“Heads up” is an idiom that’s used as a warning to help others become more aware of something.
Example: Are you going for a walk today, Liam? If so, let me give you a heads up of something I saw on my drive home: There was a large dog walking around our neighborhood and it didn’t have a leash, so be careful.
The Origin Of “Heads Up”
The origin of this phrase is unclear. The earliest I could find the expression “heads up” in print is from the early 20th century. For example, the quote below is from the Daily Express newspaper, 1910, and it says:
“Attention! Eyes Front! Heads Up! Listen! You’ll thank us for calling your attention to these 50×163 foot lots. Every improvement: not some.”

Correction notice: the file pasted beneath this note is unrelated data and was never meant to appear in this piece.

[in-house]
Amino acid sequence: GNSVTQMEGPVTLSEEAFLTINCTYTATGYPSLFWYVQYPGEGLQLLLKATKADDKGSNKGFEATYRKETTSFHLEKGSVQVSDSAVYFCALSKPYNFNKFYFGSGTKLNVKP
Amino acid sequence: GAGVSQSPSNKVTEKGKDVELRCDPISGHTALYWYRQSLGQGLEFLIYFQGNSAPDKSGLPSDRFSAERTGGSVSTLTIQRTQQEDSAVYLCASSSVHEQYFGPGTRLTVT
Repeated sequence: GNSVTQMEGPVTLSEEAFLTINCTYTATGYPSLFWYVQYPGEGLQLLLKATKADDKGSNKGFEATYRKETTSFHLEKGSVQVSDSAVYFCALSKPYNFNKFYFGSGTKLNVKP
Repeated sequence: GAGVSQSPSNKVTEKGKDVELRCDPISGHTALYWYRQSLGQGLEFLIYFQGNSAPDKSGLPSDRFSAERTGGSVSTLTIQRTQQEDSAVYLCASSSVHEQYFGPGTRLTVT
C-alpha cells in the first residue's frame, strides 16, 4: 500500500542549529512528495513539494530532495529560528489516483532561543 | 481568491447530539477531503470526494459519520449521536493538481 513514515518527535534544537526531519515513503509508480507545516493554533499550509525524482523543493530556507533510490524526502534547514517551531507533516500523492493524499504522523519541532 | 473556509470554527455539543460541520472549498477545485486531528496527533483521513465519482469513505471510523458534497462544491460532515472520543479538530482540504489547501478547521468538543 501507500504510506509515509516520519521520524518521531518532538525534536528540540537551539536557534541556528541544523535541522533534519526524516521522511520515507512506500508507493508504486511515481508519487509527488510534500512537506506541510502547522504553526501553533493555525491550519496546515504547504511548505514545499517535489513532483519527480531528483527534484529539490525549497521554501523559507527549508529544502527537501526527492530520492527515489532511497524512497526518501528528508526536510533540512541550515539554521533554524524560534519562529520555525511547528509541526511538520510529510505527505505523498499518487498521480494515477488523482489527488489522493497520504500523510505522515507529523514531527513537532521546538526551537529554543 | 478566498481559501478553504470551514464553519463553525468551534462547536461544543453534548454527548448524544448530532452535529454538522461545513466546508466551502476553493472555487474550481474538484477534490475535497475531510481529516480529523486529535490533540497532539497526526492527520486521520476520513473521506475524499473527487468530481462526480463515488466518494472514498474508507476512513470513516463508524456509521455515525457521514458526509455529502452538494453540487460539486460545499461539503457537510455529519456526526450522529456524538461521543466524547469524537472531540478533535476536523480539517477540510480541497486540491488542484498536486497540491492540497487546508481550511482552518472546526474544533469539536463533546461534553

This phrase was also a term used in sports. Its definition is given in the following example that comes from The Washington Post newspaper, 1914:
“‘Heads Up,’ a baseball and football term signifying alertness, action…”
In short, this expression is at least 110 years old.
- I called my brother and said, “Hey, heads up: There is supposed to be a powerful storm hitting sometime tomorrow, so the power to the house might go off.”
- I gave my friend a word of caution and told him not to use a vacuum hose to clean the inside of his computer; the static electricity from it could damage his PC.
Tip: Do you want to read about more expressions like this one? Well, let me give you a heads up—Know Your Phrase has hundreds of phrases to explore! To find them, all you have to do is use the menu at the top. After choosing a letter, you’ll be taken to a list of sayings that start with whatever letter you chose.